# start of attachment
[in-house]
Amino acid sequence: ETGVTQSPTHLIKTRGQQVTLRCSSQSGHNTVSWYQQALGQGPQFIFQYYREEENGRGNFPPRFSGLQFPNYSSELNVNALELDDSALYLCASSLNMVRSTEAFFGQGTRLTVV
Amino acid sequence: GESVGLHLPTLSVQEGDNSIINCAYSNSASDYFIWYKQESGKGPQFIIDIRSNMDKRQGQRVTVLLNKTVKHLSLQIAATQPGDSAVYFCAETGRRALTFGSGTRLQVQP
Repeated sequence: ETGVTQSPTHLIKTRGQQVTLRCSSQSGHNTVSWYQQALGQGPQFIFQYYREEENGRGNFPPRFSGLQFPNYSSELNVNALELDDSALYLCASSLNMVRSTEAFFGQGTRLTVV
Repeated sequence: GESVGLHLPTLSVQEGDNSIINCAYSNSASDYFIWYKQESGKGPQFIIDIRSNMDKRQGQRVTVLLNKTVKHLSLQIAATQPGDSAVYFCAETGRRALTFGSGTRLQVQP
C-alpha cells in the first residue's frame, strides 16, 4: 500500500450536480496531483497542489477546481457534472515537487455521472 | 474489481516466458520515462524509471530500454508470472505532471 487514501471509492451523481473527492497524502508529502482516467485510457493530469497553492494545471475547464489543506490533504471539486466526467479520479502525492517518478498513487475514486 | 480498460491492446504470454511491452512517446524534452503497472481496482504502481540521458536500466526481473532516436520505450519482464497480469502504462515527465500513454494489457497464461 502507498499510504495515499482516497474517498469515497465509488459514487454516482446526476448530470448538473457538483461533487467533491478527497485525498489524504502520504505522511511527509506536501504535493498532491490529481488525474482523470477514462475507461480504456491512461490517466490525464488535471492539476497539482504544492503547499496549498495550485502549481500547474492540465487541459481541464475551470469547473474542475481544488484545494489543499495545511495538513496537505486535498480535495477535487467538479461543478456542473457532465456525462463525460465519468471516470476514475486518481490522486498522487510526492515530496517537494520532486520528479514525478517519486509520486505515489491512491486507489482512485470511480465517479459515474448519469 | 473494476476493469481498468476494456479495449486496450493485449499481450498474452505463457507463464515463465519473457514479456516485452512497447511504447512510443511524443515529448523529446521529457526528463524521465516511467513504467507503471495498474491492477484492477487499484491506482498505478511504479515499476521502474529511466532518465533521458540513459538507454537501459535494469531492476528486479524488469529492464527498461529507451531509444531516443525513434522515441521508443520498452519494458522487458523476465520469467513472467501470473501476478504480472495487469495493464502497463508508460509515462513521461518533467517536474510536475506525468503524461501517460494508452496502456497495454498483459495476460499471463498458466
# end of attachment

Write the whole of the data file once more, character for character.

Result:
[in-house]
Amino acid sequence: ETGVTQSPTHLIKTRGQQVTLRCSSQSGHNTVSWYQQALGQGPQFIFQYYREEENGRGNFPPRFSGLQFPNYSSELNVNALELDDSALYLCASSLNMVRSTEAFFGQGTRLTVV
Amino acid sequence: GESVGLHLPTLSVQEGDNSIINCAYSNSASDYFIWYKQESGKGPQFIIDIRSNMDKRQGQRVTVLLNKTVKHLSLQIAATQPGDSAVYFCAETGRRALTFGSGTRLQVQP
Repeated sequence: ETGVTQSPTHLIKTRGQQVTLRCSSQSGHNTVSWYQQALGQGPQFIFQYYREEENGRGNFPPRFSGLQFPNYSSELNVNALELDDSALYLCASSLNMVRSTEAFFGQGTRLTVV
Repeated sequence: GESVGLHLPTLSVQEGDNSIINCAYSNSASDYFIWYKQESGKGPQFIIDIRSNMDKRQGQRVTVLLNKTVKHLSLQIAATQPGDSAVYFCAETGRRALTFGSGTRLQVQP
C-alpha cells in the first residue's frame, strides 16, 4: 500500500450536480496531483497542489477546481457534472515537487455521472 | 474489481516466458520515462524509471530500454508470472505532471 487514501471509492451523481473527492497524502508529502482516467485510457493530469497553492494545471475547464489543506490533504471539486466526467479520479502525492517518478498513487475514486 | 480498460491492446504470454511491452512517446524534452503497472481496482504502481540521458536500466526481473532516436520505450519482464497480469502504462515527465500513454494489457497464461 502507498499510504495515499482516497474517498469515497465509488459514487454516482446526476448530470448538473457538483461533487467533491478527497485525498489524504502520504505522511511527509506536501504535493498532491490529481488525474482523470477514462475507461480504456491512461490517466490525464488535471492539476497539482504544492503547499496549498495550485502549481500547474492540465487541459481541464475551470469547473474542475481544488484545494489543499495545511495538513496537505486535498480535495477535487467538479461543478456542473457532465456525462463525460465519468471516470476514475486518481490522486498522487510526492515530496517537494520532486520528479514525478517519486509520486505515489491512491486507489482512485470511480465517479459515474448519469 | 473494476476493469481498468476494456479495449486496450493485449499481450498474452505463457507463464515463465519473457514479456516485452512497447511504447512510443511524443515529448523529446521529457526528463524521465516511467513504467507503471495498474491492477484492477487499484491506482498505478511504479515499476521502474529511466532518465533521458540513459538507454537501459535494469531492476528486479524488469529492464527498461529507451531509444531516443525513434522515441521508443520498452519494458522487458523476465520469467513472467501470473501476478504480472495487469495493464502497463508508460509515462513521461518533467517536474510536475506525468503524461501517460494508452496502456497495454498483459495476460499471463498458466